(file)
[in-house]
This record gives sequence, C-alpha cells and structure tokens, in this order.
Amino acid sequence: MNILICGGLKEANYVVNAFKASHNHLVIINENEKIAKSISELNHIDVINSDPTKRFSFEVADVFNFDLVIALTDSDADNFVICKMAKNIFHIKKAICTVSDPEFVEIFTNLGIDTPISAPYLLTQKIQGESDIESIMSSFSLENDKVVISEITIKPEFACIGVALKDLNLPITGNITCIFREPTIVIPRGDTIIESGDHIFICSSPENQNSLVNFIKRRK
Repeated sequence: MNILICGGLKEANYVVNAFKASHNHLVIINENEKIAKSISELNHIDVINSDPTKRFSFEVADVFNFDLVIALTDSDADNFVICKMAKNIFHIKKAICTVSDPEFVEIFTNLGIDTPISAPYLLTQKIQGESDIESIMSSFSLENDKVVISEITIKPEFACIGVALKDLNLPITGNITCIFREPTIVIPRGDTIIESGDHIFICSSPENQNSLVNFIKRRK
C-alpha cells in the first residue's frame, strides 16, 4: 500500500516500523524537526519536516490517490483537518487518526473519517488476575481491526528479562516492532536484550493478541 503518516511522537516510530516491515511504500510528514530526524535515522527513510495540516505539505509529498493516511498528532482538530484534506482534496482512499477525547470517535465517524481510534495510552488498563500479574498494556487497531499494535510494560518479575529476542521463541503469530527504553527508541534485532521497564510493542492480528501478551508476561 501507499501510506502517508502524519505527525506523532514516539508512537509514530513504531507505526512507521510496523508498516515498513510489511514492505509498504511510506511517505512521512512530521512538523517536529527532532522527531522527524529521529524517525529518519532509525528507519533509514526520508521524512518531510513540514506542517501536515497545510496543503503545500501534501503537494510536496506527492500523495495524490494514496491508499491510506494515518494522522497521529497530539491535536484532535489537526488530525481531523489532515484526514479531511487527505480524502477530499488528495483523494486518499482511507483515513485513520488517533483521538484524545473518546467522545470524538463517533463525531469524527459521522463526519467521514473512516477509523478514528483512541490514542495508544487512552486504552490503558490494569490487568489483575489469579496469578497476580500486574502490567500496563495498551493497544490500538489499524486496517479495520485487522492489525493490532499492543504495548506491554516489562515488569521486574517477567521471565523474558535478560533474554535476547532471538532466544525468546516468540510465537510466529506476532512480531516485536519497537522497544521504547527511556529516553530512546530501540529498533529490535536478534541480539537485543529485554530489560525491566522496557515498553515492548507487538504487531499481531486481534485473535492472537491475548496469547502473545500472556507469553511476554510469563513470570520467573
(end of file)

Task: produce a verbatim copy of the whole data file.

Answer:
[in-house]
This record gives sequence, C-alpha cells and structure tokens, in this order.
Amino acid sequence: MNILICGGLKEANYVVNAFKASHNHLVIINENEKIAKSISELNHIDVINSDPTKRFSFEVADVFNFDLVIALTDSDADNFVICKMAKNIFHIKKAICTVSDPEFVEIFTNLGIDTPISAPYLLTQKIQGESDIESIMSSFSLENDKVVISEITIKPEFACIGVALKDLNLPITGNITCIFREPTIVIPRGDTIIESGDHIFICSSPENQNSLVNFIKRRK
Repeated sequence: MNILICGGLKEANYVVNAFKASHNHLVIINENEKIAKSISELNHIDVINSDPTKRFSFEVADVFNFDLVIALTDSDADNFVICKMAKNIFHIKKAICTVSDPEFVEIFTNLGIDTPISAPYLLTQKIQGESDIESIMSSFSLENDKVVISEITIKPEFACIGVALKDLNLPITGNITCIFREPTIVIPRGDTIIESGDHIFICSSPENQNSLVNFIKRRK
C-alpha cells in the first residue's frame, strides 16, 4: 500500500516500523524537526519536516490517490483537518487518526473519517488476575481491526528479562516492532536484550493478541 503518516511522537516510530516491515511504500510528514530526524535515522527513510495540516505539505509529498493516511498528532482538530484534506482534496482512499477525547470517535465517524481510534495510552488498563500479574498494556487497531499494535510494560518479575529476542521463541503469530527504553527508541534485532521497564510493542492480528501478551508476561 501507499501510506502517508502524519505527525506523532514516539508512537509514530513504531507505526512507521510496523508498516515498513510489511514492505509498504511510506511517505512521512512530521512538523517536529527532532522527531522527524529521529524517525529518519532509525528507519533509514526520508521524512518531510513540514506542517501536515497545510496543503503545500501534501503537494510536496506527492500523495495524490494514496491508499491510506494515518494522522497521529497530539491535536484532535489537526488530525481531523489532515484526514479531511487527505480524502477530499488528495483523494486518499482511507483515513485513520488517533483521538484524545473518546467522545470524538463517533463525531469524527459521522463526519467521514473512516477509523478514528483512541490514542495508544487512552486504552490503558490494569490487568489483575489469579496469578497476580500486574502490567500496563495498551493497544490500538489499524486496517479495520485487522492489525493490532499492543504495548506491554516489562515488569521486574517477567521471565523474558535478560533474554535476547532471538532466544525468546516468540510465537510466529506476532512480531516485536519497537522497544521504547527511556529516553530512546530501540529498533529490535536478534541480539537485543529485554530489560525491566522496557515498553515492548507487538504487531499481531486481534485473535492472537491475548496469547502473545500472556507469553511476554510469563513470570520467573